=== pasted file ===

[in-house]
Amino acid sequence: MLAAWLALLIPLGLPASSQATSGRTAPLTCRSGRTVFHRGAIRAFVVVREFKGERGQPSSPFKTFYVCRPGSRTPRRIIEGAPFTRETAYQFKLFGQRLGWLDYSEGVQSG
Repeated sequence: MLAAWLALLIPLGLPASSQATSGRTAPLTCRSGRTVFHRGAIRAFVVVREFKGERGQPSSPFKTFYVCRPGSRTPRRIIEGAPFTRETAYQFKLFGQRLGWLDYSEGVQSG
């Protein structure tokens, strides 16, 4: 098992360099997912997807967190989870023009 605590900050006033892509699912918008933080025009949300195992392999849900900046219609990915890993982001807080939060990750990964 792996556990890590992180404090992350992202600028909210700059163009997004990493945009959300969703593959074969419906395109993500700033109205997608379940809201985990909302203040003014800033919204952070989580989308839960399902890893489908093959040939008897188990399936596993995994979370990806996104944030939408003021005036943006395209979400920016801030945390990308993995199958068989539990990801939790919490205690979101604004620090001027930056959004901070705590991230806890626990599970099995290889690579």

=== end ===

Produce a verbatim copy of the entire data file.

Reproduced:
[in-house]
Amino acid sequence: MLAAWLALLIPLGLPASSQATSGRTAPLTCRSGRTVFHRGAIRAFVVVREFKGERGQPSSPFKTFYVCRPGSRTPRRIIEGAPFTRETAYQFKLFGQRLGWLDYSEGVQSG
Repeated sequence: MLAAWLALLIPLGLPASSQATSGRTAPLTCRSGRTVFHRGAIRAFVVVREFKGERGQPSSPFKTFYVCRPGSRTPRRIIEGAPFTRETAYQFKLFGQRLGWLDYSEGVQSG
């Protein structure tokens, strides 16, 4: 098992360099997912997807967190989870023009 605590900050006033892509699912918008933080025009949300195992392999849900900046219609990915890993982001807080939060990750990964 792996556990890590992180404090992350992202600028909210700059163009997004990493945009959300969703593959074969419906395109993500700033109205997608379940809201985990909302203040003014800033919204952070989580989308839960399902890893489908093959040939008897188990399936596993995994979370990806996104944030939408003021005036943006395209979400920016801030945390990308993995199958068989539990990801939790919490205690979101604004620090001027930056959004901070705590991230806890626990599970099995290889690579």